The coffee sustained us through another round of 'where have they hidden it?' (we've only lost one round of this - the Original Hawaiian Chocolate Factory we located but it had no sign and didn't look at all open so we didn't go in, O's Bistro in Kona has closed but we did find where it used to be so that's a draw). The Lava Trees park is makred by a sign tht decalres itself 1.1 miles from the spot and then nothing else at all. First time round we were distracted by the lovely canopy of trees meeting overhead. Second time around I took us up a side road but we decided it must be a private house. Third time we didn't want to drive an unpaved road. Twice I gave up as we headed off down roads to the south and then turned back. Finally we approached from a die that gave the GPS enough of a signal for it to tell us where the turning was an be right. It looked familiar - it was road #2! The chickens mocked us and some island plant brought Simon out in nettle-like stings when he crouched down to photograph a fern unfolding but we found the lava trees, In 1790 a flow of lava swept through the rainforest so fast that iflowed up the trees and formed moulds around them - the trees inside burned away, leaving hollow lava trunks. The trees grow back around them, but many were cut down in a vain attempt to get rid of those noisy sonar frogs (you should hear the racket outside tonight), but that does put them more on display. Many have fallen and broken up, others have weathered away and a couple have saplings growing out of the top in best ironic Inigo fashion (hall! I am Rainforest Tree - you killed my trunkfather; prepare to fertilise). The bracket fungus is small but perfectly formed and brightly coloured.
We had a couple of false starts on the way to the Wai;Opae tide pools; we balked at another unpaved road (the gravel tends ot be lava cinders) and fetched up at a private gated community (locked gates! video surveillence!) but third time lucky. The swell is beatiful and the pools clear and welcoming but I'm still getting used ot my footing in the Fivefingers so we headed on to 'Ahanalui park, where there is a volcanic hot pool with the kind of steps into the water that real explorers spurn. I soaked and splashed and drifted for a while - the eels which the sign warned might be frisky did not appear (or shriek) and the waves crashed over the wall of the pool periodically to cool things down.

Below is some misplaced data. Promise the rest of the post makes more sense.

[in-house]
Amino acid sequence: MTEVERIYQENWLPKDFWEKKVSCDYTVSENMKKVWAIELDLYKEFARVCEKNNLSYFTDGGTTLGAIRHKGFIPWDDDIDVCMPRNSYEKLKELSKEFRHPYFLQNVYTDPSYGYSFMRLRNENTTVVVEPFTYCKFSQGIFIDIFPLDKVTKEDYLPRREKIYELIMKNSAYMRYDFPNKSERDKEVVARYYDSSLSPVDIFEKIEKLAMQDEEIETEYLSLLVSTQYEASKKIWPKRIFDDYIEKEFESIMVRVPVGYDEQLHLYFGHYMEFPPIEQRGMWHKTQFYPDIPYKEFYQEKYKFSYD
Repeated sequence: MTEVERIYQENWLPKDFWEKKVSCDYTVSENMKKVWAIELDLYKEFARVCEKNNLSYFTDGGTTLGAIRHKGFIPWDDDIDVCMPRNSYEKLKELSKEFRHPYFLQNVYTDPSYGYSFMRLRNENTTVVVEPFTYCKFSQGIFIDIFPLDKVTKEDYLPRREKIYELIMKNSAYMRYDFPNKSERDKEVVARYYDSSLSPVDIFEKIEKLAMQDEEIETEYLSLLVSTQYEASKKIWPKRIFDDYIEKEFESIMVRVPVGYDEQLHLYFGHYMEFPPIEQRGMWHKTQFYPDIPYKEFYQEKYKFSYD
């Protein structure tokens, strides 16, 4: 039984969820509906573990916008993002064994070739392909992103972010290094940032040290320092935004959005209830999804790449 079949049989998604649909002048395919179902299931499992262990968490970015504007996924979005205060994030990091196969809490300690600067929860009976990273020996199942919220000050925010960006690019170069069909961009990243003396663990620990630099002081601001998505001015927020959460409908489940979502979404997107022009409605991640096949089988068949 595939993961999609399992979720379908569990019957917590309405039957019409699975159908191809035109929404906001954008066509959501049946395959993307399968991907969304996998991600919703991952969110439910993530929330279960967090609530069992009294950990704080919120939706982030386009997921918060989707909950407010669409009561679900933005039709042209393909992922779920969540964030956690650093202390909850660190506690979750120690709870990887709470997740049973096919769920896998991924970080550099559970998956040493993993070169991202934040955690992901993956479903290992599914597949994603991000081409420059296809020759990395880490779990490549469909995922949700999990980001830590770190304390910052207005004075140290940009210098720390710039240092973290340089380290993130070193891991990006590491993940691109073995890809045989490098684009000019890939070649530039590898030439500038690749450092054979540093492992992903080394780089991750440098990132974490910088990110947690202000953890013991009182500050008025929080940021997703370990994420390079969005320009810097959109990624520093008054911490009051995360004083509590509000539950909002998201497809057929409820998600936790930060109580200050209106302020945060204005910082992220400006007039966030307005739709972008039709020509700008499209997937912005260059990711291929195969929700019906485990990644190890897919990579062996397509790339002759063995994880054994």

We followed the 137 as far as it goes these days, up and down some lovely humpbacks and to a brand new black beach. Kalapana used to be a village, until Pele sent the lava. Now the road ends abruptly and you can trek over the ridges and ropes of the new lava to a beach of coarse black send that's gradually becoming softer and finer; the waves came rushing over our feet, determined to help (and somewhere here I picked up the purple sand betwen my toes - the fivefingers fit so sungly the sand doesn't rub and you only know it's inside when you take them off and wash the sand off the outside. Back to what's left of the 130 road towards the lava viewing platform; this is another trek over new (1990s) lava to where the flow of lava from the volcano plunges into the sea, currently in twin streams. You can see the reflected glow in the cloud that boils up from the water and as it gets darker you cn occasinally see 'sparks' - which must be huge gobs of molten rock spewing up from the impact. The lava flow down the hill is marked by steam and after dark there was a lva breakthrough and we could see lines and spurts of lava flowing - though from a long way off. Nutters in boats were only a few hundred feet offshore from the outflow where the water literally boils so closer doesn't ahve all the advantages. Walking back over the uneven lava (marked by random spots of yellow duct tape) was actualy easier by torchlight and we tracked down yet another stripmall restaurant for dinner - Nori's Saimin. Saimin is ramen with the usual suspects - char siu park, cabbage, menma and in this case shredded omelette and a chicken teriyako skewer, with the option of won ton. Far too much to finish. The tree frogs waited for us: the sound drowns out the fridge and fan in the room!